Standing on its own, the novel contains an interesting story that manages to stay coherent across millions of years and millions of lightyears. The tension Clarke creates in the scenes with HAL approaches that in the film, although seems a bit too short. The ending, of course, is still a bit weird, but does its job in tying together the whole novel. I probably won't read any of the sequels, but 2001 gets four stars.
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3.0 out of 5 stars started good and went down from there, Jan. 4 2014
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I enjoyed the beginning but as the book went on it got dull. Concepts were abstract and just kind of weird.
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5.0 out of 5 stars AC Clarke is a legend, Sept. 29 2013
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Bootsy Bass (Winnipeg) - See all my reviews
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And this is probably is best known and most popular book. It reads like the classic "thinking mans" sc-fi that it is. A must for anyone reading sci fi, and a good intro to Arthur C Clarke.
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5.0 out of 5 stars The penultimate space fiction novel, July 23 2013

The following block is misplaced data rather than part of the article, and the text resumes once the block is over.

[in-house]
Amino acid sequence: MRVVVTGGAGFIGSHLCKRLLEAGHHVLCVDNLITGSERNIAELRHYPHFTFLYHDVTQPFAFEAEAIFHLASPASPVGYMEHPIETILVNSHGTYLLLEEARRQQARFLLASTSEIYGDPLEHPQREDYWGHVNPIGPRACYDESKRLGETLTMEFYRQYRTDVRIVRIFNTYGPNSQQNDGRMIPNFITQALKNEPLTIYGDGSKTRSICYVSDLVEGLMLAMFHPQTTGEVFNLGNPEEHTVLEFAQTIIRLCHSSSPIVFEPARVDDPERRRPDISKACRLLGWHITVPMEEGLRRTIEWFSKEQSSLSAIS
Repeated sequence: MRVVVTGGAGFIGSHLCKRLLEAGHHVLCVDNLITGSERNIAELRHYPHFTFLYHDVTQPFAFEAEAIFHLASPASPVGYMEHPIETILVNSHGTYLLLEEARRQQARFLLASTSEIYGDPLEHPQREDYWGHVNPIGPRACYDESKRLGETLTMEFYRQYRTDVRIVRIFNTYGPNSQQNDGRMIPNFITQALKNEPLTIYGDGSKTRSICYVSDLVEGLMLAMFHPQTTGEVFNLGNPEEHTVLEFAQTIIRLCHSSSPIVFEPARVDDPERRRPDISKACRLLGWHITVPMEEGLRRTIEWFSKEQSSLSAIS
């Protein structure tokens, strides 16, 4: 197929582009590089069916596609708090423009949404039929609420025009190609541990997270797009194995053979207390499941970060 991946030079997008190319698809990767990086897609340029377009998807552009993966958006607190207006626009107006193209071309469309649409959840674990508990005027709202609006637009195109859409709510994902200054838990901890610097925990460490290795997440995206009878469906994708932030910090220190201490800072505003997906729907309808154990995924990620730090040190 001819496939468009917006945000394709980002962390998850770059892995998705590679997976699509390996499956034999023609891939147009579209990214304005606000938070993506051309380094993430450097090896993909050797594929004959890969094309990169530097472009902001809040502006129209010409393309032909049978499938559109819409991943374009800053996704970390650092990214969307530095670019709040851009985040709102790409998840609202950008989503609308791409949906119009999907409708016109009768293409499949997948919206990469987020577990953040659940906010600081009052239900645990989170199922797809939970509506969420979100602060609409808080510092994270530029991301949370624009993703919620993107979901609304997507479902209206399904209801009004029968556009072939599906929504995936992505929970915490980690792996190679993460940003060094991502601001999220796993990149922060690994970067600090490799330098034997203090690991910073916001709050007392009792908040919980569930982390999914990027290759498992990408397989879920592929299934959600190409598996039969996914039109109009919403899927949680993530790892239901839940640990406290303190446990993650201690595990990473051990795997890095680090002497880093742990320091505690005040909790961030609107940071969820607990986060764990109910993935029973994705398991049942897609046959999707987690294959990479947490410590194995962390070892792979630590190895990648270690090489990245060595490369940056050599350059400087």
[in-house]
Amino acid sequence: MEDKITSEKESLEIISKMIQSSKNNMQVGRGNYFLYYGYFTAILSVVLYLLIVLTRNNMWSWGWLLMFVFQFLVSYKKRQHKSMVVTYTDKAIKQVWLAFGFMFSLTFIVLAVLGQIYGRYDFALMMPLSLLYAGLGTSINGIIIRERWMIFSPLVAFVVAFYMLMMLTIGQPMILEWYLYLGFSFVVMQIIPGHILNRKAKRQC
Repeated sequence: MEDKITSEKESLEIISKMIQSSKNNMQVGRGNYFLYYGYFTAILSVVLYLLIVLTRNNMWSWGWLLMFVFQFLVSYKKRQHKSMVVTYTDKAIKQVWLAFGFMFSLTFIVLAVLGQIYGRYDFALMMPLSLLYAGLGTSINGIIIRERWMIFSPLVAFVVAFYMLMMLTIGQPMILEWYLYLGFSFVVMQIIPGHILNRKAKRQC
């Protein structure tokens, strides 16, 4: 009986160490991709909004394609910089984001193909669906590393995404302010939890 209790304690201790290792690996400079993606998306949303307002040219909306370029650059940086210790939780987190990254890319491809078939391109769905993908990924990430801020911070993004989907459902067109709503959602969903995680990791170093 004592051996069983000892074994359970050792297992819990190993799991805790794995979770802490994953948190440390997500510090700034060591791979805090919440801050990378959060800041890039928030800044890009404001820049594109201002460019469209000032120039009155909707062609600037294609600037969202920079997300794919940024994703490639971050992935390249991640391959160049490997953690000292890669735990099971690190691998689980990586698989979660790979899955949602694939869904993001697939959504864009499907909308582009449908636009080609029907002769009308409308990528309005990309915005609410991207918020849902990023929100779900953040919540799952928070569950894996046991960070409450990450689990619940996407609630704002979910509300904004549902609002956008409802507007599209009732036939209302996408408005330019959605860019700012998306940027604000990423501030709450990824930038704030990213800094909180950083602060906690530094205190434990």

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I've read this book, at least 10 times, since I was a kid. By far my favorite. Arthur C. Clarke was in a class of one!
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4.0 out of 5 stars At last I understand the ending, Jan. 13 2012
There's a great forward in this book - Arthur C. Clarke explaining how Stanley Kubrick's movie and his book were done almost simultaneously. Much in the movie is left really ambiguous. The book - though it takes some thought - ends a little more satisfactorily. It's a sweeping epic - well it had to be to cover three million years and several planets. Well worth the read!
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1 of 2 people found the following review helpful
2.0 out of 5 stars Expected better, May 23 2004
...at times far too poetic for a casual reader like me. The plot was very hard to grasp, it left me with many unanswered questions...although the writing was magnificent and descriptive, it was slow paced and often "boring." There were some very enticing moments but were followed by lagging scenerios .,..
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3 of 5 people found the following review helpful
5.0 out of 5 stars 2001, July 19 2004
By 
Jacob Gest (Denver, CO United States) - See all my reviews
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2001: A space Odyssey by Aurthur C Clarke.